This box includes Ronnie’s 4 solo albums – Anymore For Anymore (+ singles), Ronnie Lane’s Slim Chance, One For the Road and the cruelly underrated See Me. In addition it features tracks from Ronnie’s Mahoney’s Last Stand album with Ron Wood and Rough Mix with Pete Townshend. The final disc of the set focuses on Ronnie’s time in the US with live highlights and studio tracks never previously released. The set also featured lots of rare and unreleased material – be prepared to here fantastic cover versions of The Wanderer, Rocket’ 69 and The Joint Is Jumpin’ as well as unheard Ronnie compositions plus live recordings, tracks for the BBC and highlights from a legendary Rockpalast concert. The set is curated by long time musical associate of Ronnie’s, Slim Chancer musician Charlie Hart. Comprehensive sleevenotes focus on Ronnie the musician, the songwriter, the collaborator and split the post ’73 period into three distinct parts . Writers are Paolo Hewitt, Kris Needs and Kent Benjamin covering Ronnie’s Austin years.
Packaging – 6 discs housed in a hard back book with outer slipcase. The package also include a book of Ronnie’s lyrics and an A2 fold out poster.
Link and picture » Continue Reading.
Are you a Spotify Premium Family subscriber? Or, are you toying with becoming one? Spotify are trying to entice new subscribers to it’s family plan by offering a free mini google speaker worth £50 to customers. Unusually, this offer is also open to existing subscribers. I know this works because I’ve just done it and my speaker is on it’s way to me. Click on the link below to go to the relevant page.
[If you are already a family subscriber, scroll down to the link in the blue band hallway down the page]
I’m interested in keeping an ongoing journal or blog, and would like to keep it private (I don’t want the world to know that I like Angel Witch). I’m wondering if anyone has suggestions for what would be the best bet? Would it be to go with something online like Penzu, or download the WordPress software and host it on a external drive? Any suggestions welcome!
Walking through a store in Sydney’s glorious QVB yesterday, I could hear the Muzak burbling away and thought, ‘hang on, that’s Quo with In The Army Now…what the…’. it’s just wrong on so many levels. Even the basement level where I was.
So whilst browsing t’interweb I note that Stephen Malkmus is embarking on an UK tour. Might be interesting, so I check out the dates:
Sept 13 – CCA, Glasgow Sept 16 – YES (The Pink Room), Manchester Sept 17 – Hare and Hounds, Birmingham Sept 18 – Moth Club, London
If a couple of small pubs constitutes a tour then my and my mates are the Rolling Stones every weekend. I realise that finances are tight in the music biz these days, but I have far more respect for those that jet into London, do a gig, then jet out again than this nonsense. That’s the trouble with middle-aged people, they’re just not prepared to put the work in.
Andre Williams was an R n’ B singer from the first era of 1950s R n’ B. He rarely made it out of the chitlin’ circuit, but was as important as Screamin’ Jay Hawkins, Ike Turner, or Johnny “Guitar” Watson. He made a little talent go a long way, but was inspired by the spirit of wry funk and worked his way through many genres of African-American music.
I discovered him via a cover Frank Zappa did of “Bacon fat”, becoming a fan. We have all heard his work in “Shake a Tail Feather”, which i am sure barely made him a penny. He was a pal of Ike Turner, and when Ike was freebasing in his Chicago mansion, Andre was his wing-man in mischief. Ike eventually cleaned up, but Andre didn’t, and temporarily became homeless.
I don’t quite know what happened next, but certainly he made an album with Jon Spencer of raucous, smutty garage rock (“Silky”), which is unlikely to appeal to those of a delicate sensibility. Several SLIGHTLY less raucous albums followed, though they all have their charms for those who like trashy garage rock and dirty r’n’b. I saw him and a pick-up band » Continue Reading.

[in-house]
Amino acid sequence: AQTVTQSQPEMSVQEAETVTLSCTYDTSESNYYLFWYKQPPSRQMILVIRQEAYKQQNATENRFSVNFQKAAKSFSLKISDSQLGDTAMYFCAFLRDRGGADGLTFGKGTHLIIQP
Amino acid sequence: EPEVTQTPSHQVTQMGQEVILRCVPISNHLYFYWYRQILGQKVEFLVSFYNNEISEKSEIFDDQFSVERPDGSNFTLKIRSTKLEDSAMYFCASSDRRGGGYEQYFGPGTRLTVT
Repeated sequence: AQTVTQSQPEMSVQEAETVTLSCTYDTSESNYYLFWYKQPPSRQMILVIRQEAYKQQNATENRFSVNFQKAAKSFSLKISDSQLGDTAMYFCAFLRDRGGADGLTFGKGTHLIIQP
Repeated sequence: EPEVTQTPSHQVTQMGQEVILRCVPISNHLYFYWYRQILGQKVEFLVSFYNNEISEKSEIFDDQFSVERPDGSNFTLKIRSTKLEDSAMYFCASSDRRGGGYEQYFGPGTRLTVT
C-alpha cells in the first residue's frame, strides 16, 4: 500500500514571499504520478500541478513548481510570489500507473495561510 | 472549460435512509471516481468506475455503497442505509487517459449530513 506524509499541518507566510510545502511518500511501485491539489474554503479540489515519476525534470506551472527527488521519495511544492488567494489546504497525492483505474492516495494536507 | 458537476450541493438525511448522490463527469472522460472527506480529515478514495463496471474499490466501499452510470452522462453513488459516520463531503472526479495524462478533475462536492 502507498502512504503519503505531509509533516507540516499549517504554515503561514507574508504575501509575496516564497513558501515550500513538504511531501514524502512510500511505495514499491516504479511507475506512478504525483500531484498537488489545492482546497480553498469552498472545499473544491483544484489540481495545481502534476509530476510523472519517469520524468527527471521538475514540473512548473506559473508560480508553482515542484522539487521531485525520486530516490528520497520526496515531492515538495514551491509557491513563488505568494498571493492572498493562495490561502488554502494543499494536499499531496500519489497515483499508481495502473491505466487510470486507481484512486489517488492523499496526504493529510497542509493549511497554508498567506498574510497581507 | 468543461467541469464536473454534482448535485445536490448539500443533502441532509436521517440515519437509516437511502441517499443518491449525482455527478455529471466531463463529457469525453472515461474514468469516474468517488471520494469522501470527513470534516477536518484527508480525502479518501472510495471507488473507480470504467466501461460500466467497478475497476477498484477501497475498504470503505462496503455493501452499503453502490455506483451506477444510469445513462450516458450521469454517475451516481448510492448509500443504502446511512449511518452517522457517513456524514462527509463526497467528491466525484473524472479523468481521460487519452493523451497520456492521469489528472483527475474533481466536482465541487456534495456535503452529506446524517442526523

Just came across one of the many Sananda Maitreya albums and wondered what anyone here thinks of them. It sent me to Neither fish nor fowl which is nothing like as bad as some critics would have had us believe at the time but equally is not an undiscovered masterpiece. The lad can certainly still sing and write a decent tune although the string of double/triple albums suggest a Prince style lack of quality control/indulgence monitoring.
In a server trasfer, they’ve lost everything over three years old. Which prompts the question:
Who exactly has been uploading tracks to MySpace in the last 3 years?
I’m off to find my Tascam Portastudio and 56k modem…
Mention of Australia’s own Russell Morris over on the 1969 Singles thread reminded me that his fan club was the only one my older sister (who positively worshipped him) ever joined. Can’t recall what she got for her membership fee back then, but there must have been something…membership card, glossy 8 x 10, newsletter…?
Probably considered more of a girl thing back then, but anyone here ever join a fan club of any sort?
All good things come to an end, and sadly this is the final volume of the excellent Bernie Gunther series. Philip Kerr sadly passed away last Spring, and .a very warm and heartfelt tribute to him from friend and fellow author Ian Rankin introduces this, his final bow..
This novel doesn’t continue chronologically from the previous volumes, as Kerr didn’t want to end the series with a lonely,ageing Gunther adrift somewhere in Europe..Instead, and unlike recent novels which are mostly set post World War II, this tale takes us back to the beginning, to 1928, the era of the Weimar Republic, when a young Bernie is first seconded to Berlin’s homicide department. The Berlin of that era is virtually synonymous with decadence and debauchery, where the rich play while the dispossessed beg on the streets.When a series of prostitutes are murdered the authorities don’t give it the highest priority, until the next victim turns out to be the daughter of the head of the city’s major criminal gang, whose father wants revenge. As more murders follow, including those of disabled war veterans, it seems someone is intent on clearing the streets of anyone who doesn’t fit their image » Continue Reading.
Leafing through Ken Garner’s ‘In Session Tonight’ book, I noticed a UK act called Gypsy (i.e. not the US west coast one) who racked up no less than 10 BBC radio sessions between 1971-73, all but one for Peel and Bob Harris.
I’d never heard of them.
Discogs tells me they made two albums and a handful of singles for United Artists – records released in the US as ‘English Gypsy’. The members were David McCarthy, Robin Pizer, Rod Read, John Knapp and Moth Smith.
No, me neither…
Anyone else heard of these people? Did they live locally to Maida Vale or something?